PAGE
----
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LG's Galaxy Note 8 rival upgraded with more memory, AI

The smartphone is part of LG's new strategy of offering more frequent, minor upgrades to flagship devices.

LG V30S ThinQ

The LG V30S ThinQ is an incremental update to the company's flagship phone. 

Juan Garzon/CNET

LG is out with a new smartphone. Sort of.

Ahead of the Mobile World Congress 2018 trade show, the company on Saturday unveiled the V30S ThinQ, a version of last year's flagship V30 with slightly better specs and a focus on artificial intelligence. (Because who isn't talking about AI nowadays?)

The V30S represents LG's new strategy of quickly releasing minor upgrades to flagship phones, rather than releasing devices on an annual schedule. The company is doing this to better extend the life of its existing product line, though consumers may potentially be confused by the multiple variants of phones that pop up.

Now Playing: Watch this: LG V30S ThinQ brings improved specs and a focus on AI

The LG V30S is launching in a few weeks in South Korea, but the company wouldn't say where or when it would launch elsewhere. It didn't comment on pricing. 

There are no physical changes, aside from a new "Platinum Gray" color option. (It also comes in Moroccan Blue.) It rocks the same Qualcomm Snapdragon 835 processor as its predecessor and has the same 6-inch display. Likewise, its dual-lens camera, which features a 16 MP standard shooter and a 13-megapixel wide-angle lens, as well as a 5MP front-facing camera, remain unchanged.

"The differences between the regular V30 and the V30S are superficial," said CNET en Espanol editor Juan Garzon.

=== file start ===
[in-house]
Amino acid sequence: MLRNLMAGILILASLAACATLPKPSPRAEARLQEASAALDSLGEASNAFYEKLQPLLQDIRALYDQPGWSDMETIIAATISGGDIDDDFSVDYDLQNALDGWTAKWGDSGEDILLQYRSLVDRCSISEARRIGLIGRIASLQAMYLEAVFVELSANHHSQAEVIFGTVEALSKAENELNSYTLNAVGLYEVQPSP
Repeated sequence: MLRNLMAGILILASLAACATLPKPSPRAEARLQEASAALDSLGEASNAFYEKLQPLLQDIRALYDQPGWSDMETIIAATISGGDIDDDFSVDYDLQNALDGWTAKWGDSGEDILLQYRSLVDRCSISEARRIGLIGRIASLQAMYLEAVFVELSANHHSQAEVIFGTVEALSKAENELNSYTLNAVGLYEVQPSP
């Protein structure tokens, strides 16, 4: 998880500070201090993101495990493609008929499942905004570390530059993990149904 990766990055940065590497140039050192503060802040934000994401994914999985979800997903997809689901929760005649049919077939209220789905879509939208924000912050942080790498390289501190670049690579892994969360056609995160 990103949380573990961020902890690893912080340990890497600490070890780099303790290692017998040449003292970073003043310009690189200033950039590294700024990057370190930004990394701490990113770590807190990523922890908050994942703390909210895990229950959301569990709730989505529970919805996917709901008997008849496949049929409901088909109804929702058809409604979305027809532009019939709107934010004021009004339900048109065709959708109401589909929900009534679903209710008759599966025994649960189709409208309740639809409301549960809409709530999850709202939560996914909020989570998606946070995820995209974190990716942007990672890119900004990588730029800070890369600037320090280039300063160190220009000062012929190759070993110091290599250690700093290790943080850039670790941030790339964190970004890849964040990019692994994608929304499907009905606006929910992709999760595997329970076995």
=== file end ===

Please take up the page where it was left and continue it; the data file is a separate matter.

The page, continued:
So what's different? The marquee change is the addition of some AI touches (hence the ThinQ name, which made its debut with smart appliances and TVs at CES 2018). 

There's AI CAM, in which your camera can recognize the object that's in front of it -- human, pet, food, etc. -- and adjust its settings accordingly. As you point your camera at a scene, different words like "person," "table" or "computer" will flash on the screen, showing that it recognizes the object. It doesn't always work -- after we pointed our preproduction review unit at CNET colleague Cezar Salza, the word "pet" flashed on the screen. 

To be clear, Salza is a human being. "Person" and "face" eventually flashed as well. 

The artificial intelligence is a good first attempt, but it doesn't quite live up to LG's claims -- yet, Garzon said.

LG is working with an image recognition startup called EyeEm to power the feature. The technology is open to other vendors, but LG said it tuned the system to work better with the V30S. 

There's also QLens, which can recognize an image like a wristwatch and find information like price and where to buy one, similar to Google Lens. You'll be able to control your LG Home Appliances or check for remaining time on your washing machine. All of this can be done with special commands for Google Assistant co-developed by LG and Google.

The camera also includes a Bright Mode, which brightens up the images in low-light settings. When things get dim, the camera will suggest you switch modes. The phone also gets a bump in some key specs: 6 gigabytes of RAM and either 128GB or 256GB of storage, up from 64GB and 128GB with the V30.

Lastly, there's QVoice, a Korean-language voice assistant designed for LG's home market. 

That the V30S is launching with the same Snapdragon 835 processor puts it at a disadvantage versus other upcoming flagship phones, which will likely use the faster next-generation Snapdragon 845. It's a similar issue that the LG G6 faced last year, when it came out with an older processor ahead of the Samsung Galaxy S8, which rocked the latest from Qualcomm.

LG hinted at an upcoming flagship that would address these concerns.

"We're not stopping here," said Ian Hwang, director of product portfolio for LG.

Until then, the V30S is the best that LG has to offer. Just don't confuse it with the V30.

First published Feb. 24, 2:39 p.m. PT
Correction, 4:20 p.m.:
The original version of this story misspelled the name of startup EyeEm. 

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